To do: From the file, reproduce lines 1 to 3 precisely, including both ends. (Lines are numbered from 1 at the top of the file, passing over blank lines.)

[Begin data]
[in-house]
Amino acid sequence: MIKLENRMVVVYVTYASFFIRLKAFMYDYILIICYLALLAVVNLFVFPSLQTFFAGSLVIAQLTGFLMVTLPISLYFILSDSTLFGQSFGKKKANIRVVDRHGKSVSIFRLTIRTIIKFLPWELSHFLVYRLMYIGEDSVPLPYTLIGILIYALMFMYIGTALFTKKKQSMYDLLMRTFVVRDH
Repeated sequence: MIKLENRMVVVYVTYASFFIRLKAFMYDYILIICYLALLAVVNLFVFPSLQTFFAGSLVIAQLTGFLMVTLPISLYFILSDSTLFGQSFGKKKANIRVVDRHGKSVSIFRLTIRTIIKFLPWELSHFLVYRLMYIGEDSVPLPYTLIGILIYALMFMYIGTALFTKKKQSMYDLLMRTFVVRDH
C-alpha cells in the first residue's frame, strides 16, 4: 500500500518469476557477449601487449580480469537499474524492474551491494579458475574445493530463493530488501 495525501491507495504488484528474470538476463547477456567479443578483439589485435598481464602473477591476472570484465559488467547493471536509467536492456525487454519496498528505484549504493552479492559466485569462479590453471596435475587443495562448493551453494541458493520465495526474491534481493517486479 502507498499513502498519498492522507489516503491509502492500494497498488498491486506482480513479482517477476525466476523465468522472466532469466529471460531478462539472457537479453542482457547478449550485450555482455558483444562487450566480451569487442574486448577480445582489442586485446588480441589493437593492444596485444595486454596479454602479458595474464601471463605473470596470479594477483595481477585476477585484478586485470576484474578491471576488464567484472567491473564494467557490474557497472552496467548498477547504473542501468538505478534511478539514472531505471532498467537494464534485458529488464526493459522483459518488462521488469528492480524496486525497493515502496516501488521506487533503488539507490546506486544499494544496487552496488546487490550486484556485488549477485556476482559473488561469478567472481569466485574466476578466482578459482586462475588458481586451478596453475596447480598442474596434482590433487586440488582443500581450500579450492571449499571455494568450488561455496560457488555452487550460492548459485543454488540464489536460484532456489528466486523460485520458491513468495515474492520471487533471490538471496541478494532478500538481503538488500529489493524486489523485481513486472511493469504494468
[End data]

[in-house]
Amino acid sequence: MIKLENRMVVVYVTYASFFIRLKAFMYDYILIICYLALLAVVNLFVFPSLQTFFAGSLVIAQLTGFLMVTLPISLYFILSDSTLFGQSFGKKKANIRVVDRHGKSVSIFRLTIRTIIKFLPWELSHFLVYRLMYIGEDSVPLPYTLIGILIYALMFMYIGTALFTKKKQSMYDLLMRTFVVRDH
Repeated sequence: MIKLENRMVVVYVTYASFFIRLKAFMYDYILIICYLALLAVVNLFVFPSLQTFFAGSLVIAQLTGFLMVTLPISLYFILSDSTLFGQSFGKKKANIRVVDRHGKSVSIFRLTIRTIIKFLPWELSHFLVYRLMYIGEDSVPLPYTLIGILIYALMFMYIGTALFTKKKQSMYDLLMRTFVVRDH